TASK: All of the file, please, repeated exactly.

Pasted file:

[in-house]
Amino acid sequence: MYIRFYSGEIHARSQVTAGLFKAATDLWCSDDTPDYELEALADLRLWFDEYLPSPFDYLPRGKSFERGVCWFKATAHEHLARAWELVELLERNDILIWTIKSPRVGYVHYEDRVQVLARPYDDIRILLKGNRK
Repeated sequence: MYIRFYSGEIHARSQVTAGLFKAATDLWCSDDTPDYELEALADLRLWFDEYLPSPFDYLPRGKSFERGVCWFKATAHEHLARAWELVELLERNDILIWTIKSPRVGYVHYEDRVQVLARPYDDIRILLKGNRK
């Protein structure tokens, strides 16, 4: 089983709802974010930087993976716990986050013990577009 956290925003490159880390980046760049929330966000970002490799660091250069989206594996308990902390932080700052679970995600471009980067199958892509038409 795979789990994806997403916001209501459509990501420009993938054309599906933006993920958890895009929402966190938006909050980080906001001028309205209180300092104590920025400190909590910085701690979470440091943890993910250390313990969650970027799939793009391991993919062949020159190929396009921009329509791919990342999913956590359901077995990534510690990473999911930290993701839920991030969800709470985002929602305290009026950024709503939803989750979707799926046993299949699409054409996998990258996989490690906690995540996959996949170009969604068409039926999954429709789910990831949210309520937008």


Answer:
[in-house]
Amino acid sequence: MYIRFYSGEIHARSQVTAGLFKAATDLWCSDDTPDYELEALADLRLWFDEYLPSPFDYLPRGKSFERGVCWFKATAHEHLARAWELVELLERNDILIWTIKSPRVGYVHYEDRVQVLARPYDDIRILLKGNRK
Repeated sequence: MYIRFYSGEIHARSQVTAGLFKAATDLWCSDDTPDYELEALADLRLWFDEYLPSPFDYLPRGKSFERGVCWFKATAHEHLARAWELVELLERNDILIWTIKSPRVGYVHYEDRVQVLARPYDDIRILLKGNRK
């Protein structure tokens, strides 16, 4: 089983709802974010930087993976716990986050013990577009 956290925003490159880390980046760049929330966000970002490799660091250069989206594996308990902390932080700052679970995600471009980067199958892509038409 795979789990994806997403916001209501459509990501420009993938054309599906933006993920958890895009929402966190938006909050980080906001001028309205209180300092104590920025400190909590910085701690979470440091943890993910250390313990969650970027799939793009391991993919062949020159190929396009921009329509791919990342999913956590359901077995990534510690990473999911930290993701839920991030969800709470985002929602305290009026950024709503939803989750979707799926046993299949699409054409996998990258996989490690906690995540996959996949170009969604068409039926999954429709789910990831949210309520937008």